From the starting point, you're shown how to manipulate the time given to you to practice, shop, study or work. You'll want to switch up the different options to make your player into a well-rounded individual, with plenty of independent statistics to keep track of and enhance as the weeks go by. Some things feel a little random and out of the player's control, like the relationships between friends and the few girls you encounter, while other things, like training and boosting stats, are definitely within your ability to change and manipulate.

The only thing that really struck me as odd about this mode is how little you actually play the game of baseball. The mode takes place over the course of three years of college, at which point you can be scouted and taken into the Major Leagues, assuming you haven't run into any game-ending injury. However, the first year is primarily story-based, with a lot of text and interaction between characters, and not a whole lot of actually playing ball. If this mode could have better straddled the line between role-playing and actual playing, I would've enjoyed it far more than I did. As it is, it's certainly interesting and unique, but not exactly what I was hoping for. There are certain points when you'll simply feel like tapping the button to speed past the dialogue simply because they throw in so much, while at other times, you'll appreciate the story and character interaction because it's pretty well written. Still, if you're just looking to play some baseball, I can see this mode turning off people rather early on.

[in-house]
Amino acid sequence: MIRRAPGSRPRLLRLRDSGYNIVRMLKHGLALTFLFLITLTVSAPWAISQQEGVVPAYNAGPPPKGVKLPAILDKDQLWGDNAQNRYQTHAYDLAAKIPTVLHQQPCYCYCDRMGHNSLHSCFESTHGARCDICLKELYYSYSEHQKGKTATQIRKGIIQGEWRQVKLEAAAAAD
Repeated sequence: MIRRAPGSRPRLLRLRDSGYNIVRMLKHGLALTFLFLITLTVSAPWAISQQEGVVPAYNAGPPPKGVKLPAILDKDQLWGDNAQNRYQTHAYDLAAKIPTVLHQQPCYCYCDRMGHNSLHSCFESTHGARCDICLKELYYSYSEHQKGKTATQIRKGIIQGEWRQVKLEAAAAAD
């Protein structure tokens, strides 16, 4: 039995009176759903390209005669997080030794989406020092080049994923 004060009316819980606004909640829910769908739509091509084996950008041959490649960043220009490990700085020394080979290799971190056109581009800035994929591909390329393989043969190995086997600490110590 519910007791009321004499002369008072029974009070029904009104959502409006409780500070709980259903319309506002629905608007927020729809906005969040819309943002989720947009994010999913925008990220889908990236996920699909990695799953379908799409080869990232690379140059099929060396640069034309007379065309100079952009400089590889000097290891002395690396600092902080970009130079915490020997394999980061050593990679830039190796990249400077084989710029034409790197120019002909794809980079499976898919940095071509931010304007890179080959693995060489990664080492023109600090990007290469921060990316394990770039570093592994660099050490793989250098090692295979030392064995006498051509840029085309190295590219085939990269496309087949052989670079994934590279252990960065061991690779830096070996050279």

Outside of the Success mode, you have your basic exhibition matches that allow you to select your favorite ball club, a home run derby mini-game, and a virtual store that allows you to use earned points to buy packs of baseball cards. The card feature is something that I always enjoy in games, and thankfully, MLB Power Pros gives you real player photos for the cards that you can obtain, instead of staying with the cutesy character designs. Sure, it's a pretty meaningless feature, but it gives me something to collect in the game and keeps me coming back to play it again and again.

The actual playing of baseball in MLB Power Pros works well, and it's pretty simple. When pitching, you can opt between a few different styles, and you simply hold down the X button to toss the pitch and move the cursor in the batter box for where you want it to land. It's reliable, and you won't accidentally toss out a stray ball, so it's pretty easy to grasp. Likewise, batting is simple, and you use a virtual lineup to position yourself; you're even given a second or two during the pitch to see where the ball is going, which allows you to realign your bat and hopefully swing one out of the park. Fielding is just as simple, with basic dives and throws that don't require much skill other than realizing which button tosses to each base. It's a simple game of baseball, but one that should easily appeal to most casual players.

Altogether, I enjoyed MLB Power Pros for the PS2, but I don't think it's a perfect casual game experience. It still straddles the line between hardcore and casual, and it occasionally dips too far into either side to be enjoyed by everyone. If you're looking for a simple game of baseball without a lot of bells and complicated whistles, you can certainly find it here; just keep in mind that the other features feel very niche and might not be your cup of tea. It's certainly a mixed bag, but MLB Power Pros is at least worth a rental to see whether or not you'd enjoy it.

Score: 6.5/10